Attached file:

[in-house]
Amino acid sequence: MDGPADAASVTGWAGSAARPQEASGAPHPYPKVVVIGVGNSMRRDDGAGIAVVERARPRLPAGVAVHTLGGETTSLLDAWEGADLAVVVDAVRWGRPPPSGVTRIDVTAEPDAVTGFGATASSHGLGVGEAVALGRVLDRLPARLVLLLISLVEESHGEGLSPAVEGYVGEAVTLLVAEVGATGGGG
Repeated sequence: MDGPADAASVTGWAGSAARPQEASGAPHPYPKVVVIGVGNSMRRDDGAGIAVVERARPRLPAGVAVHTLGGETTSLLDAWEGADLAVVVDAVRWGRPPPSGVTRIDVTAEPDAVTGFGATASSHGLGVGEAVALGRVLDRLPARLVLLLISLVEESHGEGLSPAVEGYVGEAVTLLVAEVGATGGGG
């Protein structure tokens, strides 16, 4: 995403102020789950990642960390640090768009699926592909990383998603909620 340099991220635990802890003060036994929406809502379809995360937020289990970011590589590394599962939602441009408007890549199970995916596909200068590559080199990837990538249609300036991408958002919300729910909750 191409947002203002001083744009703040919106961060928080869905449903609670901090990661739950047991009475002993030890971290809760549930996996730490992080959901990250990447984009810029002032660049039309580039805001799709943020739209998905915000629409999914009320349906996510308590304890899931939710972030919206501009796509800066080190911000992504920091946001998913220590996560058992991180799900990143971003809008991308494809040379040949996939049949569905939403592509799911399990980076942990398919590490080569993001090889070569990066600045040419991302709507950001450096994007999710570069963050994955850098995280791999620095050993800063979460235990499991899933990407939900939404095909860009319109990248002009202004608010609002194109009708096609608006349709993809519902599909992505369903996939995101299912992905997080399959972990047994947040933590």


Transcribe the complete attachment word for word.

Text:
[in-house]
Amino acid sequence: MDGPADAASVTGWAGSAARPQEASGAPHPYPKVVVIGVGNSMRRDDGAGIAVVERARPRLPAGVAVHTLGGETTSLLDAWEGADLAVVVDAVRWGRPPPSGVTRIDVTAEPDAVTGFGATASSHGLGVGEAVALGRVLDRLPARLVLLLISLVEESHGEGLSPAVEGYVGEAVTLLVAEVGATGGGG
Repeated sequence: MDGPADAASVTGWAGSAARPQEASGAPHPYPKVVVIGVGNSMRRDDGAGIAVVERARPRLPAGVAVHTLGGETTSLLDAWEGADLAVVVDAVRWGRPPPSGVTRIDVTAEPDAVTGFGATASSHGLGVGEAVALGRVLDRLPARLVLLLISLVEESHGEGLSPAVEGYVGEAVTLLVAEVGATGGGG
């Protein structure tokens, strides 16, 4: 995403102020789950990642960390640090768009699926592909990383998603909620 340099991220635990802890003060036994929406809502379809995360937020289990970011590589590394599962939602441009408007890549199970995916596909200068590559080199990837990538249609300036991408958002919300729910909750 191409947002203002001083744009703040919106961060928080869905449903609670901090990661739950047991009475002993030890971290809760549930996996730490992080959901990250990447984009810029002032660049039309580039805001799709943020739209998905915000629409999914009320349906996510308590304890899931939710972030919206501009796509800066080190911000992504920091946001998913220590996560058992991180799900990143971003809008991308494809040379040949996939049949569905939403592509799911399990980076942990398919590490080569993001090889070569990066600045040419991302709507950001450096994007999710570069963050994955850098995280791999620095050993800063979460235990499991899933990407939900939404095909860009319109990248002009202004608010609002194109009708096609608006349709993809519902599909992505369903996939995101299912992905997080399959972990047994947040933590």